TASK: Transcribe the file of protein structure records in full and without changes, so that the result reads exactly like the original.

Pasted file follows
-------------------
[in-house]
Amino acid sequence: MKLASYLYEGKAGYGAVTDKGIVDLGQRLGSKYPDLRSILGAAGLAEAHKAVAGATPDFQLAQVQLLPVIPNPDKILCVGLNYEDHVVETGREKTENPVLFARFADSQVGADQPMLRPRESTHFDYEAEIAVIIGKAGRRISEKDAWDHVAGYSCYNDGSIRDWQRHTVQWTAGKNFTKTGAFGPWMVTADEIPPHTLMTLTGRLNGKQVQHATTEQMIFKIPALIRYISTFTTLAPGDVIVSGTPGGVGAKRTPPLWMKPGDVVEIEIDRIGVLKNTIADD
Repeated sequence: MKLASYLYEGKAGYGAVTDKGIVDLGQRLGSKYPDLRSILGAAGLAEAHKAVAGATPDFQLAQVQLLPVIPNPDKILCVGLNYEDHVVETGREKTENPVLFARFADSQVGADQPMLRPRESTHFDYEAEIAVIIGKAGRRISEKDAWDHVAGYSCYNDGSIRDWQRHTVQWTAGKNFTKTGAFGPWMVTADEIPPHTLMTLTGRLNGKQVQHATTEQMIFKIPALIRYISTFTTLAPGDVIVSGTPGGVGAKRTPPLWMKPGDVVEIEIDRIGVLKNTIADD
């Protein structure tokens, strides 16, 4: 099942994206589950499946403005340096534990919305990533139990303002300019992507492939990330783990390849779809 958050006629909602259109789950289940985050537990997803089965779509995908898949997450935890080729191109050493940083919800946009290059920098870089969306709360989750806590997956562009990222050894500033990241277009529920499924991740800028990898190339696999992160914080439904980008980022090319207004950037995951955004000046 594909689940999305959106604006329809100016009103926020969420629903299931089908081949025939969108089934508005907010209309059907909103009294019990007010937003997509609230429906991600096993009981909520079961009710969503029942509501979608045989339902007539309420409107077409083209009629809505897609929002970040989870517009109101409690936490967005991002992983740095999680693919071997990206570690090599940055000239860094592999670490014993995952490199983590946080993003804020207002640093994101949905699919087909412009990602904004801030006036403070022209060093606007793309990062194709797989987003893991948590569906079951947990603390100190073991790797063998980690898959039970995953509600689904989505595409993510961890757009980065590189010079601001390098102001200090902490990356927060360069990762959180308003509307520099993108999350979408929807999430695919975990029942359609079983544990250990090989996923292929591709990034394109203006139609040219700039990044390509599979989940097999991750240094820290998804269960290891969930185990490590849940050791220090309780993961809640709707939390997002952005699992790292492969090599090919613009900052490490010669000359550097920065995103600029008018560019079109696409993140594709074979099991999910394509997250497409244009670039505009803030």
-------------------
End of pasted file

[in-house]
Amino acid sequence: MKLASYLYEGKAGYGAVTDKGIVDLGQRLGSKYPDLRSILGAAGLAEAHKAVAGATPDFQLAQVQLLPVIPNPDKILCVGLNYEDHVVETGREKTENPVLFARFADSQVGADQPMLRPRESTHFDYEAEIAVIIGKAGRRISEKDAWDHVAGYSCYNDGSIRDWQRHTVQWTAGKNFTKTGAFGPWMVTADEIPPHTLMTLTGRLNGKQVQHATTEQMIFKIPALIRYISTFTTLAPGDVIVSGTPGGVGAKRTPPLWMKPGDVVEIEIDRIGVLKNTIADD
Repeated sequence: MKLASYLYEGKAGYGAVTDKGIVDLGQRLGSKYPDLRSILGAAGLAEAHKAVAGATPDFQLAQVQLLPVIPNPDKILCVGLNYEDHVVETGREKTENPVLFARFADSQVGADQPMLRPRESTHFDYEAEIAVIIGKAGRRISEKDAWDHVAGYSCYNDGSIRDWQRHTVQWTAGKNFTKTGAFGPWMVTADEIPPHTLMTLTGRLNGKQVQHATTEQMIFKIPALIRYISTFTTLAPGDVIVSGTPGGVGAKRTPPLWMKPGDVVEIEIDRIGVLKNTIADD
């Protein structure tokens, strides 16, 4: 099942994206589950499946403005340096534990919305990533139990303002300019992507492939990330783990390849779809 958050006629909602259109789950289940985050537990997803089965779509995908898949997450935890080729191109050493940083919800946009290059920098870089969306709360989750806590997956562009990222050894500033990241277009529920499924991740800028990898190339696999992160914080439904980008980022090319207004950037995951955004000046 594909689940999305959106604006329809100016009103926020969420629903299931089908081949025939969108089934508005907010209309059907909103009294019990007010937003997509609230429906991600096993009981909520079961009710969503029942509501979608045989339902007539309420409107077409083209009629809505897609929002970040989870517009109101409690936490967005991002992983740095999680693919071997990206570690090599940055000239860094592999670490014993995952490199983590946080993003804020207002640093994101949905699919087909412009990602904004801030006036403070022209060093606007793309990062194709797989987003893991948590569906079951947990603390100190073991790797063998980690898959039970995953509600689904989505595409993510961890757009980065590189010079601001390098102001200090902490990356927060360069990762959180308003509307520099993108999350979408929807999430695919975990029942359609079983544990250990090989996923292929591709990034394109203006139609040219700039990044390509599979989940097999991750240094820290998804269960290891969930185990490590849940050791220090309780993961809640709707939390997002952005699992790292492969090599090919613009900052490490010669000359550097920065995103600029008018560019079109696409993140594709074979099991999910394509997250497409244009670039505009803030």